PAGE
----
We need more speed-policing but a speed trap with a camera is not effective. It will never change behaviour. The increase in fines in August 2014 was a good start  but we need more invisible speed traps to hit pockets more often and harder. A speed fine on every block seems the only way to keep drivers to stick to speed limits.

'Fill-up their coffers'

Ndlovu Gatsheni says: Traffic cops think trapping speeding vehicles lowers road fatalities, in disguise they have targets and budget around traffic fines. They don't have any interest in  lowering road death but to fill-up their coffers. 

The message sent to road users is simple - speed as long as you can pay off your fines. Sucking money from motorists doesn't demotivate offending drivers/riders. 

Hope one day they will wake up and think strait, change their strategy n remember that they are there to serve, promote traffic safety and curb lawlessness on on our public roads. Intimidating motorists by hiding behind bushes and bullying road users by doubling the penalty fees wont make our roads safer...

Eddy Moeketsi says: In my view speed cameras fines creates more administrative and financial back locks for the traffic departments than solve the actual problem itself. There's no way in hell people can afford to pay those fines in such a crippled economy that keeps getting worse. In fact arresting people might be the best way to get people to tow the line.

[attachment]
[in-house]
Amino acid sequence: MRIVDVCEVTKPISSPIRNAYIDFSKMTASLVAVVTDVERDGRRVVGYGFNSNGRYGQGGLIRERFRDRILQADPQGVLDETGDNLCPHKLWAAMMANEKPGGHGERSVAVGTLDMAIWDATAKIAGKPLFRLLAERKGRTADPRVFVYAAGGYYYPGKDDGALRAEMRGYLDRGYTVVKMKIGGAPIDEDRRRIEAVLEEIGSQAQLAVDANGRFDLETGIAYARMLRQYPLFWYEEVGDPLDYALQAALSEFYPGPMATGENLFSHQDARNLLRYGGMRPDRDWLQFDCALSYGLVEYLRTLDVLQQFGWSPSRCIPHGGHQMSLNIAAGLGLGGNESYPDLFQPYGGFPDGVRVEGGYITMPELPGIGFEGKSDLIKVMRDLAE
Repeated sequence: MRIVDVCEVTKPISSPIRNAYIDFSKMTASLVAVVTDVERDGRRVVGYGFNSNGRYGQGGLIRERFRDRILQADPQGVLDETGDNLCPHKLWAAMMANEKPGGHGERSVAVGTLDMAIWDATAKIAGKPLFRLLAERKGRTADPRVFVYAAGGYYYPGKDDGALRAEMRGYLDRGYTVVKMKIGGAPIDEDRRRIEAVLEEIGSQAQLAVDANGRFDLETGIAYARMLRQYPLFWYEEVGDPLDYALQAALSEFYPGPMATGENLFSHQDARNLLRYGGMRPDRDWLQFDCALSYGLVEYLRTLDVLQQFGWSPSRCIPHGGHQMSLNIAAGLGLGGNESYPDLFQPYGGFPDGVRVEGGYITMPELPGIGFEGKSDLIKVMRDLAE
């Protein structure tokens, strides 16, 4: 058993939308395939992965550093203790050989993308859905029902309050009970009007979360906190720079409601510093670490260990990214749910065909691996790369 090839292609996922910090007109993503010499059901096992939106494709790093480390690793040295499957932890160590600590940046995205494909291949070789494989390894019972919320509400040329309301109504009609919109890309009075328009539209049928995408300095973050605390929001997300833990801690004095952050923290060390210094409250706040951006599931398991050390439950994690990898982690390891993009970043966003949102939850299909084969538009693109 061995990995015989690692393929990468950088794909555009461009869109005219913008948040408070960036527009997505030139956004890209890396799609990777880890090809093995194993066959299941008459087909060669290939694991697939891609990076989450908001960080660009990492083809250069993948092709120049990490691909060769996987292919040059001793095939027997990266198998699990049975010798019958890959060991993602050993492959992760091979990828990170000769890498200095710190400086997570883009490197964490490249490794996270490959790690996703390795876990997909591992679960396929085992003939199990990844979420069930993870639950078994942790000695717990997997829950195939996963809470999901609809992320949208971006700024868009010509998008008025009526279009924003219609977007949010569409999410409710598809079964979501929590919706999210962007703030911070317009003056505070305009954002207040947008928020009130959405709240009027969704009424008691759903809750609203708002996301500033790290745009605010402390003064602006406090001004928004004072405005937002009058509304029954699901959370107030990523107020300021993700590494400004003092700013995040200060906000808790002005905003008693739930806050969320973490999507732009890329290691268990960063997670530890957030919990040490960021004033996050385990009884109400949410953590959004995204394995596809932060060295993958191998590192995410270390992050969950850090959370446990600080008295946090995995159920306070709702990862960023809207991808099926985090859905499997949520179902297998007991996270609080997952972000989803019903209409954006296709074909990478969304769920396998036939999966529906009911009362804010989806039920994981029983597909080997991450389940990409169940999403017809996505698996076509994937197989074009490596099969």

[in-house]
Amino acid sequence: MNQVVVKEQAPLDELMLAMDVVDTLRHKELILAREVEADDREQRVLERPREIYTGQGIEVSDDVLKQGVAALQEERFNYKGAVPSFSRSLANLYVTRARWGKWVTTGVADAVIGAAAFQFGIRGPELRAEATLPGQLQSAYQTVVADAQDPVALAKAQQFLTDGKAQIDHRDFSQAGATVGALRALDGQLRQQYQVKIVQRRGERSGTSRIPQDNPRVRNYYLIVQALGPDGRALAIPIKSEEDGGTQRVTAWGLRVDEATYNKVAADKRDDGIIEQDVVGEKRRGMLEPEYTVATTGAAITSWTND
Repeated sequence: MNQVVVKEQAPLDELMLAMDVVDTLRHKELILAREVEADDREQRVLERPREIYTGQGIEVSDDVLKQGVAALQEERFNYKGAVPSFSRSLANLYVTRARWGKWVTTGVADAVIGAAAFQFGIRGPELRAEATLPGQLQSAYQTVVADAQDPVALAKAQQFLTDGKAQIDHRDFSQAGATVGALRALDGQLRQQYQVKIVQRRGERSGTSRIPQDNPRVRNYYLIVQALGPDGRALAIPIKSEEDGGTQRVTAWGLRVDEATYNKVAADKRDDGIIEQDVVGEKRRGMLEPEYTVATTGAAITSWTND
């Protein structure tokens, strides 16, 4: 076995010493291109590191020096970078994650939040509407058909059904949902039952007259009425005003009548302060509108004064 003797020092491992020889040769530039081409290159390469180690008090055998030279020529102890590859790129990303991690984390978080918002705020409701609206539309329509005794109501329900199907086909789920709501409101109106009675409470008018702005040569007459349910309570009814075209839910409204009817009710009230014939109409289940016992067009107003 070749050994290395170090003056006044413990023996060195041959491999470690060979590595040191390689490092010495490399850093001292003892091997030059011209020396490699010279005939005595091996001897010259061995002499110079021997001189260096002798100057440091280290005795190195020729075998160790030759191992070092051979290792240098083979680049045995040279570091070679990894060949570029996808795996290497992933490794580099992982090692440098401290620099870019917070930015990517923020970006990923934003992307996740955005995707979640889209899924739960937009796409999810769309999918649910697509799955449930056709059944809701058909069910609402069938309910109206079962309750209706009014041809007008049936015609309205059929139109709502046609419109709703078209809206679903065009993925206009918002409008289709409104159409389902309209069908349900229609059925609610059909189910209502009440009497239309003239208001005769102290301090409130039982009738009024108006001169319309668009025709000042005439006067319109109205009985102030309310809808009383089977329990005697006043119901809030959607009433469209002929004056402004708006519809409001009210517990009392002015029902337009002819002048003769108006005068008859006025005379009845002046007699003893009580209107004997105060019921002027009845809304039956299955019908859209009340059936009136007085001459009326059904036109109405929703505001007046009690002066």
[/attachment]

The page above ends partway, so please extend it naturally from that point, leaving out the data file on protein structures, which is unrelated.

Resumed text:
In Gauteng for example, people can't even afford to keep up with paying e-tolls already. So, how on earth are road users expected to miraculously have money to pay fines when they have so much to worry about economically. 

'Police should hide'

Wouter van Staden says: The police should hide behind the barriers etc. because the speedster not only kills himself but innocent people die in the scene as well.

I hate the fact that people think they can drive past you MORE than 120km/h and think the legal driver is the illegal one.

Speeding should become a more serious matter on the high ways.

READ: Top quality cars, bakkies in SA revealed

Anton Tromp says: What does it matter if the cops are hiding in a bush or not? If you obey the law you won't get caught!  It is only speedsters that put other people's lives in danger that are worried about cops hiding in the bush. 

Robbie Duvivier says: Speed trapping from the other side of the road is apparently legal, I suppose that the angle from which the speed measuring device is situated must be within certain specifications.

Also when speed trapping from across the road then the speed measuring device should be fixed and not be able to swing 180 degrees to speed trap from the other direction.